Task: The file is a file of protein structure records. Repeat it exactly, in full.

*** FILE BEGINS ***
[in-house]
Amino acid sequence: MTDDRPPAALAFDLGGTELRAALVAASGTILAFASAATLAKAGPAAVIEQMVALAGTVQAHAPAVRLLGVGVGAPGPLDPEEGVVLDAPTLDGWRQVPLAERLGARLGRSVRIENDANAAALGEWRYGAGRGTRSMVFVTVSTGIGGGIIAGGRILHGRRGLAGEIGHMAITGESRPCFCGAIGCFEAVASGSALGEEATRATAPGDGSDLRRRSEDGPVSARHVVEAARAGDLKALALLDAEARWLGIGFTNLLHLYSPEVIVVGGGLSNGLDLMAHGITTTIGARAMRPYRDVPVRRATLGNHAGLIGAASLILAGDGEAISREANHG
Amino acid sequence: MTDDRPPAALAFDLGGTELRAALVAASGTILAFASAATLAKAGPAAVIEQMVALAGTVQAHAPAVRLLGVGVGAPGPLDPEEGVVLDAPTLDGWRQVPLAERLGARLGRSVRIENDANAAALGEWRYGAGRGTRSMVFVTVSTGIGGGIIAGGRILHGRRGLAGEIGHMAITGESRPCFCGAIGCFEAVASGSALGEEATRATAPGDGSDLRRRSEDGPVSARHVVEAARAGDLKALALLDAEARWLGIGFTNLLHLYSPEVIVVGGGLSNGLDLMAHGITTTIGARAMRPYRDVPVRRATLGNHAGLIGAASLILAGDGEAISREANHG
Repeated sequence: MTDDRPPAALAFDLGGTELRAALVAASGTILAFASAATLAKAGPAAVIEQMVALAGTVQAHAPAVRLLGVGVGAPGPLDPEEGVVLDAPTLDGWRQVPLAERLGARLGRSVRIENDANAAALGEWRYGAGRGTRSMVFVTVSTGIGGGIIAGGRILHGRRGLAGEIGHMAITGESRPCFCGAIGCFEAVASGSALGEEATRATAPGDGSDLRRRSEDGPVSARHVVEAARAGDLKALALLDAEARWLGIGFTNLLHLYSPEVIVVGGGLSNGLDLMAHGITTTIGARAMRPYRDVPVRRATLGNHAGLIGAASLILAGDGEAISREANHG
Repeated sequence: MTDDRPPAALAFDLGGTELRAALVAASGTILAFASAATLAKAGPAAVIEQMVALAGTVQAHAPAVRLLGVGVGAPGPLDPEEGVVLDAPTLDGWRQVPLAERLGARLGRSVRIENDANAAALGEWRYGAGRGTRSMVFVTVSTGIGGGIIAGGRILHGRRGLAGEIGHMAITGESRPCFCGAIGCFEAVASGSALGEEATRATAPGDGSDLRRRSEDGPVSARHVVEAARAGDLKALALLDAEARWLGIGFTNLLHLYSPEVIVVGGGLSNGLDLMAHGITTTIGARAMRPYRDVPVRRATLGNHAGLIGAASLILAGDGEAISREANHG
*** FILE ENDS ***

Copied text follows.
[in-house]
Amino acid sequence: MTDDRPPAALAFDLGGTELRAALVAASGTILAFASAATLAKAGPAAVIEQMVALAGTVQAHAPAVRLLGVGVGAPGPLDPEEGVVLDAPTLDGWRQVPLAERLGARLGRSVRIENDANAAALGEWRYGAGRGTRSMVFVTVSTGIGGGIIAGGRILHGRRGLAGEIGHMAITGESRPCFCGAIGCFEAVASGSALGEEATRATAPGDGSDLRRRSEDGPVSARHVVEAARAGDLKALALLDAEARWLGIGFTNLLHLYSPEVIVVGGGLSNGLDLMAHGITTTIGARAMRPYRDVPVRRATLGNHAGLIGAASLILAGDGEAISREANHG
Amino acid sequence: MTDDRPPAALAFDLGGTELRAALVAASGTILAFASAATLAKAGPAAVIEQMVALAGTVQAHAPAVRLLGVGVGAPGPLDPEEGVVLDAPTLDGWRQVPLAERLGARLGRSVRIENDANAAALGEWRYGAGRGTRSMVFVTVSTGIGGGIIAGGRILHGRRGLAGEIGHMAITGESRPCFCGAIGCFEAVASGSALGEEATRATAPGDGSDLRRRSEDGPVSARHVVEAARAGDLKALALLDAEARWLGIGFTNLLHLYSPEVIVVGGGLSNGLDLMAHGITTTIGARAMRPYRDVPVRRATLGNHAGLIGAASLILAGDGEAISREANHG
Repeated sequence: MTDDRPPAALAFDLGGTELRAALVAASGTILAFASAATLAKAGPAAVIEQMVALAGTVQAHAPAVRLLGVGVGAPGPLDPEEGVVLDAPTLDGWRQVPLAERLGARLGRSVRIENDANAAALGEWRYGAGRGTRSMVFVTVSTGIGGGIIAGGRILHGRRGLAGEIGHMAITGESRPCFCGAIGCFEAVASGSALGEEATRATAPGDGSDLRRRSEDGPVSARHVVEAARAGDLKALALLDAEARWLGIGFTNLLHLYSPEVIVVGGGLSNGLDLMAHGITTTIGARAMRPYRDVPVRRATLGNHAGLIGAASLILAGDGEAISREANHG
Repeated sequence: MTDDRPPAALAFDLGGTELRAALVAASGTILAFASAATLAKAGPAAVIEQMVALAGTVQAHAPAVRLLGVGVGAPGPLDPEEGVVLDAPTLDGWRQVPLAERLGARLGRSVRIENDANAAALGEWRYGAGRGTRSMVFVTVSTGIGGGIIAGGRILHGRRGLAGEIGHMAITGESRPCFCGAIGCFEAVASGSALGEEATRATAPGDGSDLRRRSEDGPVSARHVVEAARAGDLKALALLDAEARWLGIGFTNLLHLYSPEVIVVGGGLSNGLDLMAHGITTTIGARAMRPYRDVPVRRATLGNHAGLIGAASLILAGDGEAISREANHG